Last week I was lucky to be able to moderate two panels on Social Justice in Art Education at Art21’s very intriguing conference, Creative Chemistries Radical Practice for Art + Education. The conversations included artists, teachers, policy people, and community organizers all curious about the intersections between art and education. Check out Art21’s education resources for more information and read this write up on Hyperallergic.
I was thrilled to return to the Universidad de Jaén in Andulucía, Spain for a wonderful session about Social Justice Art Education. The graduate students in art, music, theater, and dance education asked provocative questions and entertained my broken Spanish with grace and humor.
I was delighted to participate in the Museum of Art and Design‘s professional development workshop for NYC teachers working in ALternative Learning Centers. I started my keynote on “Art and Transformative Education” with a drawing activity and ended with reflections on how art can provide a space for conversations about violence, racism, and inequality that can motivate young people to action. It was inspiring to hear the passion these committed educators have for their students.
Had so much fun learning from the very talented and creative teaching artists at the Philadelphia Mural Arts Program during a workshop I led on “Social Justice Art Education” on February 25, 2014. This tremendous group works with youth groups all over the city and had fantastic insights on what it means to be working artist-teachers trying to empower–not just direct–young people.
A quick snapshot before the doors opened to an invited lecture I gave on “Art and the Practice of Freedom” at Fontys University–a university with a strong art education program–in Tilburg, Netherlands on December 14th. In honor of Nelson Mandela’s recent passing, I focused the lecture on how his ideas of freedom echo those that artists and art-making can offer. The lecture was followed by a series of short discussion groups with graduate students in the art education program in honor of their Day for Art Education.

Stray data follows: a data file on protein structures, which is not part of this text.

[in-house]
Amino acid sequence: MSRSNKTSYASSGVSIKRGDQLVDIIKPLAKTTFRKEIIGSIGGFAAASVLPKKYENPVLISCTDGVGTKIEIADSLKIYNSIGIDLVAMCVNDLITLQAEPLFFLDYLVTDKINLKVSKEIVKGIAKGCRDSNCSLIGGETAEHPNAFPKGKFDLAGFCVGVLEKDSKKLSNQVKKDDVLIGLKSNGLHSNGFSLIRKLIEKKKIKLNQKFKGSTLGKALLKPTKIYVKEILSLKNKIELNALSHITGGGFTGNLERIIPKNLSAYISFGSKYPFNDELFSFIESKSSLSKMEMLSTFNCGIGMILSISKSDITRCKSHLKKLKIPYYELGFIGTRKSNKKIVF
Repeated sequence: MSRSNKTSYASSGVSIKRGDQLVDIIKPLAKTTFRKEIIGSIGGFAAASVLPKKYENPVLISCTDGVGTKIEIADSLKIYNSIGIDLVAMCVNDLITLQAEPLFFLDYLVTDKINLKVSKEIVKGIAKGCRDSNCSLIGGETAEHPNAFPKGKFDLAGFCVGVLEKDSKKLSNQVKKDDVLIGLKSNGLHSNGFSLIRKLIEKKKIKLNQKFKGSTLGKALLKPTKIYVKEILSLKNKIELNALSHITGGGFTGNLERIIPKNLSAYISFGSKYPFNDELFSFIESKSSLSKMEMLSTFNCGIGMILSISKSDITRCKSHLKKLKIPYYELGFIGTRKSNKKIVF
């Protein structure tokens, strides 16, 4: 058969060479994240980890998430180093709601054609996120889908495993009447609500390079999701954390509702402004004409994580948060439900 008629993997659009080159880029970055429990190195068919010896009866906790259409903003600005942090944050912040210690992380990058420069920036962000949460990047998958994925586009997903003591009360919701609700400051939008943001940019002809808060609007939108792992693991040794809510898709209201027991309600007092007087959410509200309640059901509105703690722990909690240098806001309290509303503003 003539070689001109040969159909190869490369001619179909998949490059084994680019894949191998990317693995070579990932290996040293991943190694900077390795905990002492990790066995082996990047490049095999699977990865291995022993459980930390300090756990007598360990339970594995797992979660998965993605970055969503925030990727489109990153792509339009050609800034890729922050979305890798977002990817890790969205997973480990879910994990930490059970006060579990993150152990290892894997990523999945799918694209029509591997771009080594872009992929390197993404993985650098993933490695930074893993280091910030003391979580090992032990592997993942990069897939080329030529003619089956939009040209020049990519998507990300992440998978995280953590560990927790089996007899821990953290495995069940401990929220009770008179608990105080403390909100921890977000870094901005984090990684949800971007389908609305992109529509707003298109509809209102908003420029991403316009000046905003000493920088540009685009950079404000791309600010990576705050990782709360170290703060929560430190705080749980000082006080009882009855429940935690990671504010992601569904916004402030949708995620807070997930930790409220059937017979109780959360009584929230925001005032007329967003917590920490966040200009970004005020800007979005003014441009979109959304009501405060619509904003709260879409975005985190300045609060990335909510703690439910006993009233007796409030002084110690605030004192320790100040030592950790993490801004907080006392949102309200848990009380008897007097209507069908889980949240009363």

Back in lively Jaén, Spain for another lecture on Art, Community, Education, and Justice at the Universidad de Jaén. This time we created zines to explore concepts of critical pedagogy, empowering learners, and collaboration in social justice art education. With a few breaks for café con leche in between, we had provocative conversations about Roma audiences, the role of music in community building, and the possibilities of using visual art even if you’re “not an artist.”
We boarded a bus bright and early in NYC for MTS‘s first conference road trip to Baltimore for the annual meeting of the American Alliance of Museums. The teen participants wow’ed the international audience with their poise, professionalism, and insight into what works for teens in museums. Afterwards we explored Baltimore, paddled dragon boats in the harbor, and stuffed our bags with pens and post-its at the exhibition hall.
Looking sharp and sounding professional, the teens in Museum Teen Summit presented on Youth, Museums, and Building Community at the New York City Museum Educator’s Roundtable annual meeting. Sharing their ideas and research with a standing-room only crowd, the teens facilitated conversations about what it means to involve youth in museums.